I received a very interesting question recently.
I’m interested in Lucid Dreaming and having out of body experiences. I know someone who had them unwillingly, as it just happened to that person randomly, but I want to induce them myself. I hear arguments about how it is witchcraft or occultism, but they don’t go into detail. I don’t believe it is evil at all. How is leaving your body temporarily a sin? I understand that some people who do astral projection probably believe in the occult, New-age, Buddhism, etc, but I don’t. I believe in Jesus. Can you please direct me where in the bible that states leaving your body to travel the world is a sin? I’m not saying that astral projection is in fact real, but if it is, I’d like to give it a try. If it is wrong, I’ll not do it, as doing things that go against God is wrong, but if it isn’t wrong, then I’ll give it a shot.
Here’s my answer that can form a start of a discussion on the topic.
Let’s set aside whether it’s real or not. That’s for another time.
Let’s also set aside motive. That’s very real, but it only compounds or excuses the deed itself; I’m trying to focus on the act of astral projection.
Here’s my take on it. From the beginning, Moses wrote extensively about the dangers of the whole category of sorcery and witchcraft in the Ancient Near East. But what did he focus on?
Deut 18: “There shall not be found among you . . . anyone who practices divination or tells fortunes or interprets omens, or a sorcerer or a charmer or a medium or a necromancer or one who inquires of the dead, for whoever does these things is an abomination to the LORD. And because of these abominations the LORD your God is driving them out before you.”
Notice that these focus on gaining forbidden knowledge. The same sort of trouble that Adam and Eve got into with the fruit is present in this element of our world. The supernatural as a general category is a place of great mystery but also great revelation, where the future and unseen places may be seen–and it’s not encouraged by God. The opposite is true.
Paul continues to condemn this seeking of forbidden knowledge via supernatural (or extrasensory or whatever word you use to talk about it local to your time and culture) as he says:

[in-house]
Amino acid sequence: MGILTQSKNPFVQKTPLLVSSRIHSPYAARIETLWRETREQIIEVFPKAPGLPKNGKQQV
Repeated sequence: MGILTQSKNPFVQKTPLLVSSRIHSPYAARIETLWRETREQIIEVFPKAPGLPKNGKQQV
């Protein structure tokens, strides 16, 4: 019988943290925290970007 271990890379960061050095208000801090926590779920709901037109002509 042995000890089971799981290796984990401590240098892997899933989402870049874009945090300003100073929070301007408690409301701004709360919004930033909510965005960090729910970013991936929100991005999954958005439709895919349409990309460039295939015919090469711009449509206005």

“Now the works of the flesh are evident: sexual immorality, impurity, sensuality, idolatry, sorcery, enmity, strife . . . and things like these. I warn you, as I warned you before, that those who do such things will not inherit the kingdom of God” (Galatians 5:19-21).
That word “sorcery” is something he would have not just pulled out of the air. It’s same Greek word used in the LXX that he loves to quote, and it’s from Deut 18. So he’s thinking of the broad practice of forbidden knowledge-seeking via witchcraft (using drugs to create out of body experiences) scrying or consulting the dead or omens–it’s all bad because it’s seeking forbidden knowledge of God’s future. This is a repeated, broad condemnation of all supernatural activities from Paul: “I warn you, as I warned you before, that those who do such things….”
Astral projection is a seeking of hidden, secret information. It’s an attempt to pierce the veil and see the “other side” and gain wisdom, knowledge, relationships–to be “like God” as the Serpent promised Eve.
This is at the heart of the condemnation of all extrasensory activities from the Scriptures–it’s the Original Sin all over again.
So in Revelation, when all is said and done, who is it that God is furious at for their sin? Sorcerers “will be in the lake that burns with fire and sulfur, which is the second death” (Revelation 21:8).
You will want to back away from this one, friend. Be satisfied with the vast knowledge God offers his people, and stay away from the forbidden fruit.